Uzbekistan: Polygamy in Central Asia

Women's Resource Centre Tashkent
In Soviet times, polygamy was prohibited by law. What has happened in the years of independence in the former Central Asian republics of the USSR?
Nataliya Bushueva says, “Polygamist marriages in Uzbekistan are prohibited by law."
Nonetheless, it has become a widespread phenomenon. As a worker of WRC, Barno Valieva, claims the cause of many cases is in women themselves. They believe that it is better to be a second wife that a lonely woman. Barno Valieva says that polygamy is especially high in provinces in Uzbekistan.

“He did not call me a second wife. He just called me wife.” The woman that wished to remain incognito has been in marriage concluded on the basis of the religious rite “Nikoh” for 10 years. This marriage has no legal force. To conclude this rite it is enough to have two witnesses.

“I was perfectly aware that he was hiding it from me. He concealed this fact for a long time. Only when our daughter was five, his parents learnt about my existence.”

As this woman said, she took this plunge because she did not to be lonely. Before this marriage she had already had a child. A single woman with a child is condemned by our society. However, she believes, there is little good in such marriages. The [behaviour] of her husband was unbearable. “He used to live with us for months; but later he forgot us for months.”

Formally, a mullah has no right to perform the religious rite “Nikoh”, if a man and a woman are in official marriage already. But this rule is always violated.

Polygamy is subject to criminal penalty. The law envisages either a fee reaching 50 to 100 minimal salaries, or an improvement labor and imprisonment up to 3 years – everything depends on a specific case.

To prove a polygamous marriage is very difficult. the law states that this marriage can be considered such if a man and a woman have a common household. If he cohabits with her without having a common household, this living together cannot be considered a marriage, because in this case it is no crime.

How do the Uzbek residents treat polygamy? The members of Uzbek Resource Center polled 100 women, their age ranging from 18 to 60 of this number, 20 were for polygamy and 78 were against.

As Uzbekistani researchers write, the number of polygamists is constantly increasing in Uzbekistan. However, there is no statistic that could help to judge about the scale of polygamy. However, experts state that this form of marriage has never been popular in Uzbekistan. Rather, it was a whim of the well-off stratum of population. As to the present-day situation, there is even a separate category of women, who poll for conclusion of such marriages. But these women are more likely to be moved by a desire for material well-being.”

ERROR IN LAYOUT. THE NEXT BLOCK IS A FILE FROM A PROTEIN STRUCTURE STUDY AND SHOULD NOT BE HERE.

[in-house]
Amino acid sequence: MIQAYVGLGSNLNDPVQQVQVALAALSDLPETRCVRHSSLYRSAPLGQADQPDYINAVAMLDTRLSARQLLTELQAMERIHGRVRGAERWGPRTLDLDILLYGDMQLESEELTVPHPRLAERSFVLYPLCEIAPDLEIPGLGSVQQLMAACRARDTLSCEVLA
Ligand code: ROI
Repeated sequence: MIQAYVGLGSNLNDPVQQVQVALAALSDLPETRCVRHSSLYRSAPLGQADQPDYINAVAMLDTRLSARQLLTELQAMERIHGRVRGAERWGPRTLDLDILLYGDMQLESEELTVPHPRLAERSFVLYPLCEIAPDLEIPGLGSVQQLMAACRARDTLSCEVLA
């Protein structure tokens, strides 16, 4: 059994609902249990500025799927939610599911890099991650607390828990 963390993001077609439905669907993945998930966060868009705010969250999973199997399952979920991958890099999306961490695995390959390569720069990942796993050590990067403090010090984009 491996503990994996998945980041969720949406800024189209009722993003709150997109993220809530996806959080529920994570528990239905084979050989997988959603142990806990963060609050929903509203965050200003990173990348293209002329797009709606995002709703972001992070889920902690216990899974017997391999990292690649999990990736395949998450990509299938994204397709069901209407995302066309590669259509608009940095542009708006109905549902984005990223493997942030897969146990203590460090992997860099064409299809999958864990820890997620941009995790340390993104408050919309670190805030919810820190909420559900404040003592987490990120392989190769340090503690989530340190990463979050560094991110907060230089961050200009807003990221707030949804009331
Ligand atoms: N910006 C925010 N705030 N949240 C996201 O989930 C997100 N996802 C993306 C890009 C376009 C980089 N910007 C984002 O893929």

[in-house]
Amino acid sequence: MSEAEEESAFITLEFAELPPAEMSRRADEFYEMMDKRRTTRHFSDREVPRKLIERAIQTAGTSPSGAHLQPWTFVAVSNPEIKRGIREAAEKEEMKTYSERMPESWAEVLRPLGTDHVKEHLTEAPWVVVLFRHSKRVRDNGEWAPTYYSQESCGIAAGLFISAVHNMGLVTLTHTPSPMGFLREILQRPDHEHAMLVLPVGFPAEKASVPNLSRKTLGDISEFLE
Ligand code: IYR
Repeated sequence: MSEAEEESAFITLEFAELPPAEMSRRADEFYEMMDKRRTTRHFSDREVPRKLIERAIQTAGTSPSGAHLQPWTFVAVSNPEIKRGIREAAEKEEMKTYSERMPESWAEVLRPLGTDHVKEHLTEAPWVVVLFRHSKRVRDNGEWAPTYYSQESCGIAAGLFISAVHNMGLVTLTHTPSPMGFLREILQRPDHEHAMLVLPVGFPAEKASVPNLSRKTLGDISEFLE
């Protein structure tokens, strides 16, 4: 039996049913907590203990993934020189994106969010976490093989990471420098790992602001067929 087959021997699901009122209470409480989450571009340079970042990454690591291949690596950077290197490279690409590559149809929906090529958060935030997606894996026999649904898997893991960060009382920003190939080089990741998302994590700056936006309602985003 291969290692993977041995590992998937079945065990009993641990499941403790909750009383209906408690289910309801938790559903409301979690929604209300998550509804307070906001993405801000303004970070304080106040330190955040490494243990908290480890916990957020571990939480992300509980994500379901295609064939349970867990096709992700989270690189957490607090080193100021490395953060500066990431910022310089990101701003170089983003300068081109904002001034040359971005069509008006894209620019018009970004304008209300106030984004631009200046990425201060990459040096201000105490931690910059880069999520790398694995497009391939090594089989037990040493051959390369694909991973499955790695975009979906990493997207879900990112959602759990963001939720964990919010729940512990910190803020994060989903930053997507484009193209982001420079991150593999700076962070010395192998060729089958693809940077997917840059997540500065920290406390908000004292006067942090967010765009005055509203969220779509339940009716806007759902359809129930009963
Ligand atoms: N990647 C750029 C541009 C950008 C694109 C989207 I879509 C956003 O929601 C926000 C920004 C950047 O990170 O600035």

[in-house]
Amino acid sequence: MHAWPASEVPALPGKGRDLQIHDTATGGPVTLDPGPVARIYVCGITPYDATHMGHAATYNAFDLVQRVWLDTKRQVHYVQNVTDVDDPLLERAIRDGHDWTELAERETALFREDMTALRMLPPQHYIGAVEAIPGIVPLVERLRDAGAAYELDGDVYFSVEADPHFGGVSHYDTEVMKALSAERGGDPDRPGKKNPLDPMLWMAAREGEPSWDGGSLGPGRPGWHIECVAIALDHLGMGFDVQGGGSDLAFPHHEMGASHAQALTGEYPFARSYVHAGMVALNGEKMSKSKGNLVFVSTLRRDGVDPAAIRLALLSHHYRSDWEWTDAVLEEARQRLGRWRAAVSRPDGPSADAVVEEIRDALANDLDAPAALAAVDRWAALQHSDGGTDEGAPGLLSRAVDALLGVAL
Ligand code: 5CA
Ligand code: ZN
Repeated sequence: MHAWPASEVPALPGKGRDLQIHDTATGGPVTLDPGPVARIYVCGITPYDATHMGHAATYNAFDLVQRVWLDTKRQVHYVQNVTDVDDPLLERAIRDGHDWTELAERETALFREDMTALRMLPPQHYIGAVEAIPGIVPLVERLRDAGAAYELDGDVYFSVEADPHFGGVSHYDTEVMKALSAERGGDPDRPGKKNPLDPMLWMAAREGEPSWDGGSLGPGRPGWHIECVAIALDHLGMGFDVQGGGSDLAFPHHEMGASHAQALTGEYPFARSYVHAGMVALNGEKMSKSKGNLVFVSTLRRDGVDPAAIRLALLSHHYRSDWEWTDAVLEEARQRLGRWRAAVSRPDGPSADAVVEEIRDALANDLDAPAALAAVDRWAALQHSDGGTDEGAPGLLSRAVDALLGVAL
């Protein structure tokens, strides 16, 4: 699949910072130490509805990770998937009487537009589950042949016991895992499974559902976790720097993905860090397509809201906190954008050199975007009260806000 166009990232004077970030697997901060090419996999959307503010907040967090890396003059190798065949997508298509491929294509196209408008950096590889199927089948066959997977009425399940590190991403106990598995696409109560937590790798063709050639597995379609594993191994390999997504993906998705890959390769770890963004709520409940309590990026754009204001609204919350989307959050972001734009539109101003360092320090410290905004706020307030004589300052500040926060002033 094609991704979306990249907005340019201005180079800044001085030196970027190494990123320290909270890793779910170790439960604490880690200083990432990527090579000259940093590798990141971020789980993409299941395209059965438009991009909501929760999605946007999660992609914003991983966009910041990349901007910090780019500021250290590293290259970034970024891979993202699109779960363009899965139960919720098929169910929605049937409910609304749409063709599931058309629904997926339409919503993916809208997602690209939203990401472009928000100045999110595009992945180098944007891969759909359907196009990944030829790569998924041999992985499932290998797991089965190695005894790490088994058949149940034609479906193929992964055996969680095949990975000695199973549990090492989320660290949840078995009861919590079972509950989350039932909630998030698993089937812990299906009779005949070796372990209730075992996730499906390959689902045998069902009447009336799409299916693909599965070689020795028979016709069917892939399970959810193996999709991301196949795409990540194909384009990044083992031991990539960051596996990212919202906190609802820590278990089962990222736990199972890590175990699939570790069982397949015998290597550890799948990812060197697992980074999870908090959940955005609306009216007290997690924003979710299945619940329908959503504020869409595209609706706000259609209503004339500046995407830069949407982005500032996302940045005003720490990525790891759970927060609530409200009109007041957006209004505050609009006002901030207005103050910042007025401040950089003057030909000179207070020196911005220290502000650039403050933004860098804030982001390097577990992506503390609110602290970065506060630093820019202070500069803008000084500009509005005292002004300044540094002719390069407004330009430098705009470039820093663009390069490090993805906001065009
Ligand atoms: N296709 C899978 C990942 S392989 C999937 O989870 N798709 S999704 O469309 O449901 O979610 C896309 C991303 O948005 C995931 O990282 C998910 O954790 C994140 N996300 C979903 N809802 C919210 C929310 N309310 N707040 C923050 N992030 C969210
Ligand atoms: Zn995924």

Polygamy also takes place in Turkmenistan, but the situation there is significantly different from that in Uzbekistan. More detail is in a report prepared by Viktoria Rodionova:

“Turkmenistan is the only state in the post-Soviet state, where polygamy is officially permitted. A man can have up to four wives. However, to conclude a second, third and fourth marriages a man has to submit all kinds of certificates and documents proving his financial solvency. This man is obliged to provide an adequate living for all his wives and children. If the local administration is satisfied by the presented proof, it issues permission for marriage.

It is possible to state that for Turkmenistan the so-called bigamy is traditional. It is known that in Turkmen society marriage between a young man and a girl is usually concluded on the agreement of their parents. Few dare go against the will of their parents. Therefore, it happens that a man has one wife that he “was married” to and the second wife that he selected himself. Such a situation is normal for the present-day Turkmenistan: a man lives for two families. In both of them his children grow, who, as a rule, communicate with each other, go to one and the same school and have one and the same family name.”

Solto Temir gives more detail about the situation with polygamy, “As sociologists note, bigamy was widespread in pre-revolutionary Kyrgyzstan. However, in the modern society this phenomenon is quite frequent. A large number of cases are known when men have second wives without divorcing from the first one. In the case, the marriage is not registered in the Registrar’s office, but is concluded in the mosque. In these cases has two wives living with them in turns, by the agreement of the sides. It is noteworthy that the question of the polygamy is repeatedly raised by male deputies. During the last debate in the parliament devoted to giving polygamy the official status, only four votes were lacking to pass the law."